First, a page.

Together with my colleague Marc Gunther I spent the last two months following Al Gore around the country, watching him learn to be a venture capitalist. The feature story Marc and I wrote is online here. For Marc’s take on our experience, check out his blog.
As I was catching up on my TV viewing over the weekend (big features tend to get one behind on the important stuff in life), I caught up with the latest episode of the NBC show “30 Rock,” in which Gore makes a pretty damn funny cameo. (It’s the lead video in this Huffington Post post.)
That got me thinking about the one thing Marc and I only winked at in our article: Al Gore’s almost superhuman energy levels. We listed his affiliations: advisor to Google; director at Apple (AAPL), chairman of Current TV and Generation Investment Management and the Alliance for Climate Protection, an advocacy group. He’s also an author and tirelessly gives his now famous slideshow. But we still didn’t really convey how hard this guy charges. His Current partner Joel Hyatt — himself a director at Hewlett-Packard (HPQ), giving these guys pretty good Silicon Valley coverage — told me a story that illustrates the point. He recently asked Gore to attend a meeting with cable executives in Denver. Gore needed to be in London before the time of the meeting and Paris after. Hyatt would have more than understood if Gore passed on Denver. But the former veep made all the meetings anyway.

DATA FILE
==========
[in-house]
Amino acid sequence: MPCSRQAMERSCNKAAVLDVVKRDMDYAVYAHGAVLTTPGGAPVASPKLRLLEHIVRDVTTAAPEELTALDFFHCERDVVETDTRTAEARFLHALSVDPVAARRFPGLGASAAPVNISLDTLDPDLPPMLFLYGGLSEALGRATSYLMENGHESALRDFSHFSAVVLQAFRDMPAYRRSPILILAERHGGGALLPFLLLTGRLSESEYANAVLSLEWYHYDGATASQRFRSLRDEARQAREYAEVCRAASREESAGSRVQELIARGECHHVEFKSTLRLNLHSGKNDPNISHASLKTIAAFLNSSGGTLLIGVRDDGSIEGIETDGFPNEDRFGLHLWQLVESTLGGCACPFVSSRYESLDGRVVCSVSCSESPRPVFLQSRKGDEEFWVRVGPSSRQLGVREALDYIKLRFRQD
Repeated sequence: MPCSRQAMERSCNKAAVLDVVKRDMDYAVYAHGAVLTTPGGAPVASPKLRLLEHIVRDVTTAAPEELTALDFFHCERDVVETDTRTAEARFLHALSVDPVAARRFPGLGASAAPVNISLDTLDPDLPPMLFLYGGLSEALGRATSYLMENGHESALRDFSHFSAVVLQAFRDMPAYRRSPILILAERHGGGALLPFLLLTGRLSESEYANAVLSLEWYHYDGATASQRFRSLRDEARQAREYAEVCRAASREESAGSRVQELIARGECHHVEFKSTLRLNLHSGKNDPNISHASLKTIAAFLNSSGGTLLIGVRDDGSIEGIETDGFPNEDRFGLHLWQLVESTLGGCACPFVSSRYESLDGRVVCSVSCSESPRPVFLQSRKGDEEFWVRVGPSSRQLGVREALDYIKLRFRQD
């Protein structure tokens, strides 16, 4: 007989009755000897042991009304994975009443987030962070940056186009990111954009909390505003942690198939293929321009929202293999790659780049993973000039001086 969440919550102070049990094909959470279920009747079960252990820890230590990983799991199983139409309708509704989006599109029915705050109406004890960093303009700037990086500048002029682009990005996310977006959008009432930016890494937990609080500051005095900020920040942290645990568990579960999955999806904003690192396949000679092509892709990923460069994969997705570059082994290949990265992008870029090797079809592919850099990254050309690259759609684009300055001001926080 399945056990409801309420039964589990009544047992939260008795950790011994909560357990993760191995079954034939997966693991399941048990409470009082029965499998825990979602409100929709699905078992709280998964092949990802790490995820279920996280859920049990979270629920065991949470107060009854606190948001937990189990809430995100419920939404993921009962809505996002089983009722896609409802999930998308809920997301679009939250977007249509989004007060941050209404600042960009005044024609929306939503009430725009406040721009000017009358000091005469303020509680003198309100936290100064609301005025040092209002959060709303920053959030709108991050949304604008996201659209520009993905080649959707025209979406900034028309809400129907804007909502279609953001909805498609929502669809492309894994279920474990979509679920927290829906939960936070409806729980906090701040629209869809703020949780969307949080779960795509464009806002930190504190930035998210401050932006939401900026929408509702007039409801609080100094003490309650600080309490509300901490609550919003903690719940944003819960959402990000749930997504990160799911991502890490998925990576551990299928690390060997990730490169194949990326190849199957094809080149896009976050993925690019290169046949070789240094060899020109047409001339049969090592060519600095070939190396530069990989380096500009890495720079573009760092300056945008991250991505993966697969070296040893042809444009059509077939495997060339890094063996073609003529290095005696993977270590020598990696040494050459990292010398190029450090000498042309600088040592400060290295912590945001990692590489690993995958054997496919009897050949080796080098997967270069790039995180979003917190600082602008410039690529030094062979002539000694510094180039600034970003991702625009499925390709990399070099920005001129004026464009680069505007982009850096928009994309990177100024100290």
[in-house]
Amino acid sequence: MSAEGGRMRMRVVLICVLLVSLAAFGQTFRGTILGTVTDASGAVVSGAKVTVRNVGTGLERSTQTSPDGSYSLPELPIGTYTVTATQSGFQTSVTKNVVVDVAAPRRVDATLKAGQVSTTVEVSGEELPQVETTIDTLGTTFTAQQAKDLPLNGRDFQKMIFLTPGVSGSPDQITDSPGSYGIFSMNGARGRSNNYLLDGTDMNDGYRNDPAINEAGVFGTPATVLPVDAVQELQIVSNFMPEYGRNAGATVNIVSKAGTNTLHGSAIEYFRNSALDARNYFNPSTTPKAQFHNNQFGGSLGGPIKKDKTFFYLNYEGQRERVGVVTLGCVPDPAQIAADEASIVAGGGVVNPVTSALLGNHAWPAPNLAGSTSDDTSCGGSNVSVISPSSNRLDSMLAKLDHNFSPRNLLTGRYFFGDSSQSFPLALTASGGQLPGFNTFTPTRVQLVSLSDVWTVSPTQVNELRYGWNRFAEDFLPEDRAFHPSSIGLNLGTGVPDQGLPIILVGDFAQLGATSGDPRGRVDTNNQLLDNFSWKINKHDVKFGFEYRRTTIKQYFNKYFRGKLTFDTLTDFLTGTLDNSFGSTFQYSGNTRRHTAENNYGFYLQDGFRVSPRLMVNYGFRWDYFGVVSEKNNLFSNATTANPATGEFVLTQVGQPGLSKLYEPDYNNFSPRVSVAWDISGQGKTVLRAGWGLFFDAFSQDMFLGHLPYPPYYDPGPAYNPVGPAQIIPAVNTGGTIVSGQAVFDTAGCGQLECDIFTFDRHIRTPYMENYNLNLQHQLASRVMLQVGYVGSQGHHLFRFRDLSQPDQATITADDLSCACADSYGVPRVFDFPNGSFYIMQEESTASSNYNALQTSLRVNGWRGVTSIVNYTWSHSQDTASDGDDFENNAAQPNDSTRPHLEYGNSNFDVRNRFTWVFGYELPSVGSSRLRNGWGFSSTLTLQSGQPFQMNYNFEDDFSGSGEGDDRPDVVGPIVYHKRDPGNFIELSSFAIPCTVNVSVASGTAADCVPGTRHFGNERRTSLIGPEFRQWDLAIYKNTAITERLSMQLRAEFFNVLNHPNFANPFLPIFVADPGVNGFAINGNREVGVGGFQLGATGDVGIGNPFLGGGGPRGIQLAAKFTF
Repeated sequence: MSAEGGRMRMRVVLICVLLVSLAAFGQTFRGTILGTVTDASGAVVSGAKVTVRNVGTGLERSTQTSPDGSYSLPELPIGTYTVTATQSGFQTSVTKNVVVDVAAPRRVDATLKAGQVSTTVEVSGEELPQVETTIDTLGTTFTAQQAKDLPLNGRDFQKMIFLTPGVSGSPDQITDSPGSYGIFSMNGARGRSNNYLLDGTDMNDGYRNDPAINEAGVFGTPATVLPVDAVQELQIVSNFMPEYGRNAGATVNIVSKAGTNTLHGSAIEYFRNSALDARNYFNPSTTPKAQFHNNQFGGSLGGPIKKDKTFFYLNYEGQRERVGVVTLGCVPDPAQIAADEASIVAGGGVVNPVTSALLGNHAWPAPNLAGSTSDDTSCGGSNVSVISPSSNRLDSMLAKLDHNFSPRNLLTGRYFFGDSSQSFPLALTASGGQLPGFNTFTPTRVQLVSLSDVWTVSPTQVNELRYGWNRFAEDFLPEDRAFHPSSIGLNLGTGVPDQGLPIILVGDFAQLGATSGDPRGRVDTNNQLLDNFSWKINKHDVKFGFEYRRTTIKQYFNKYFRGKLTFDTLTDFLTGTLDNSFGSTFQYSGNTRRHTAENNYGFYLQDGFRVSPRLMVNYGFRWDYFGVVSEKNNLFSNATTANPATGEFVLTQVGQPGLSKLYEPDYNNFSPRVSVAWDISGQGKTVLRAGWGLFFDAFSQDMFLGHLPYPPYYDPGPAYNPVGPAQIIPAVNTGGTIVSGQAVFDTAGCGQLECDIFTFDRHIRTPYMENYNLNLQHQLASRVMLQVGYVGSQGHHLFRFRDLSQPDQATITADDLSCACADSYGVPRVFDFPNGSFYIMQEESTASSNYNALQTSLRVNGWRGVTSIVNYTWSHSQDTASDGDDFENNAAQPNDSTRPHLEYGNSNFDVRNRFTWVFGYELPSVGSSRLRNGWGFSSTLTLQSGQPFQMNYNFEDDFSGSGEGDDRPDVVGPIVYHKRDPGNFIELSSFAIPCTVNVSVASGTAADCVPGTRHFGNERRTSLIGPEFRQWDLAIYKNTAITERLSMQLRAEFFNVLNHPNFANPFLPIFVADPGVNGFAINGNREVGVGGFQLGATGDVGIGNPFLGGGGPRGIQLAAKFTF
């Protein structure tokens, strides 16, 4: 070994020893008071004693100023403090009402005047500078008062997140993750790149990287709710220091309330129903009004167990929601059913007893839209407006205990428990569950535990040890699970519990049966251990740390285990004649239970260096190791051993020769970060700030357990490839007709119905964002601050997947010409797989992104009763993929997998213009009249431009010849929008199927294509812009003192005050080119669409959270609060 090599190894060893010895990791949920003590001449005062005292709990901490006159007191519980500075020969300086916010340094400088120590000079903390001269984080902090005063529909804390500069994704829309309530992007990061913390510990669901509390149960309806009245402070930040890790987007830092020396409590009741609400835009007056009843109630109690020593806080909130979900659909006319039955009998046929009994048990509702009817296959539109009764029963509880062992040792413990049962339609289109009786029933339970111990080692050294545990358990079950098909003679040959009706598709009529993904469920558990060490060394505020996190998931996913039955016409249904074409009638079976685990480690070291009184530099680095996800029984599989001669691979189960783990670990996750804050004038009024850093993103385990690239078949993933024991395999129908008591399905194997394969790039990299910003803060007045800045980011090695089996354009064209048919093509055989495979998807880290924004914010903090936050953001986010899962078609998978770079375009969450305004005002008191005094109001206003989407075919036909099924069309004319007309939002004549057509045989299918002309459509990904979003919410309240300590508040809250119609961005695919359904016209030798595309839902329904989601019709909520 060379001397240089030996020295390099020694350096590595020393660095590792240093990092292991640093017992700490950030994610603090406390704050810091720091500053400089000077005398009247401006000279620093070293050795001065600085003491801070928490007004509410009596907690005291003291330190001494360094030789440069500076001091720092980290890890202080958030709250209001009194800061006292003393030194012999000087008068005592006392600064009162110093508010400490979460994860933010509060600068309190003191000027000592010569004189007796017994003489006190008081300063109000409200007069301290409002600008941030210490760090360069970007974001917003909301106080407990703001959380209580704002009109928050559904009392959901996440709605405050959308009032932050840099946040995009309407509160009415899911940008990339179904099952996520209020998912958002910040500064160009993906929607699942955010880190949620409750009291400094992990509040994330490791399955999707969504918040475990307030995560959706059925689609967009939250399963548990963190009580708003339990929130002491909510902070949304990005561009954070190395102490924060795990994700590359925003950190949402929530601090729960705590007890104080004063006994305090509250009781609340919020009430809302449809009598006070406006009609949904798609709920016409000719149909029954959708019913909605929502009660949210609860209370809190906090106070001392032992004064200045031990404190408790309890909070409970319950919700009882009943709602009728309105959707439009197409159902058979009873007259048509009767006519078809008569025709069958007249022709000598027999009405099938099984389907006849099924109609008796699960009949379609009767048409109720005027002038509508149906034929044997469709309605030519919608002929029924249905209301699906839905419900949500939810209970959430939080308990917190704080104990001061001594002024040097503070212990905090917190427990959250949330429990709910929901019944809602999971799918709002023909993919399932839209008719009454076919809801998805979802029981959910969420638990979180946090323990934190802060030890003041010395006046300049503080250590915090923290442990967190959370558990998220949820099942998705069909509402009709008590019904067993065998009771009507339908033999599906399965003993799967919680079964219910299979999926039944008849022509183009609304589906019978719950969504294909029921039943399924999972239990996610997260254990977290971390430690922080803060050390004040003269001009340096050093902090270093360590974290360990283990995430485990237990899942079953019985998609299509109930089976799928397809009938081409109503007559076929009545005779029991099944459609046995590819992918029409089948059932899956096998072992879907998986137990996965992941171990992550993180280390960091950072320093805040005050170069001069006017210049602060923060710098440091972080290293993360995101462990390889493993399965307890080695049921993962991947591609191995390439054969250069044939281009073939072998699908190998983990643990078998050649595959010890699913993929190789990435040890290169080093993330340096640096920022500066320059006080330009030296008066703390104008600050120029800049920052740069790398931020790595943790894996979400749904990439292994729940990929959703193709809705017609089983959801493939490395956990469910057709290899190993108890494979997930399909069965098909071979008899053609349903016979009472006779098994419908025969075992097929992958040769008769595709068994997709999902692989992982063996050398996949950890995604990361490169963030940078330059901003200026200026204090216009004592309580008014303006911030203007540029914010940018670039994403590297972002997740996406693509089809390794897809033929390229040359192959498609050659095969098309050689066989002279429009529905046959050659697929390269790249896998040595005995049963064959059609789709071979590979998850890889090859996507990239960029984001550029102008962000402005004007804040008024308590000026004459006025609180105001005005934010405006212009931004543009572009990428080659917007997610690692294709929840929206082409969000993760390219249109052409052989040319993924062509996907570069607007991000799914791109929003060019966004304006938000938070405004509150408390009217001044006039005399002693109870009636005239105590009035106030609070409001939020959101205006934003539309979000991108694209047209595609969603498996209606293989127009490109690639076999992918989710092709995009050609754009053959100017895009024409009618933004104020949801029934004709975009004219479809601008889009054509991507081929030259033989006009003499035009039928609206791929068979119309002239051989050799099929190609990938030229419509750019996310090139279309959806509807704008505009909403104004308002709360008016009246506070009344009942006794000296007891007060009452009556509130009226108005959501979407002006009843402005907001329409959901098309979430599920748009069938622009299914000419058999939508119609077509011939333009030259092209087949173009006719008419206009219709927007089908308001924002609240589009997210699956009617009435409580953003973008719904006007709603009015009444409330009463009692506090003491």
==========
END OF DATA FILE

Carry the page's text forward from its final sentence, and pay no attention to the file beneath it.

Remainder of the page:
Gore’s critics can’t stand the guy, but I’ve come out of this process completely understanding why he keeps up this pace: He believes he’s making a huge impact on solving the climate-change crisis. Is ego also an explanation? Of course it is. Without ego, driven, ambitious people wouldn’t accomplish what they do. In Gore’s case, I’m guessing self-aggrandizement is no more than, say, 30% of his motiviation. And that’s an aggressive, probably uncharitable estimation.
Will he run again for president? We address that in the article. Short version: He told Marc and me he doesn’t think the “conditions” are right for him to run, meaning that though he has made a lot of progress is getting the public to come around to his view of the environment, he’s got a ways to go yet. Al Gore is 59. He’s a student of history and of politics, which he likes to say is a non-linear process.
My guess? He’ll run again for president. Just not in 2008.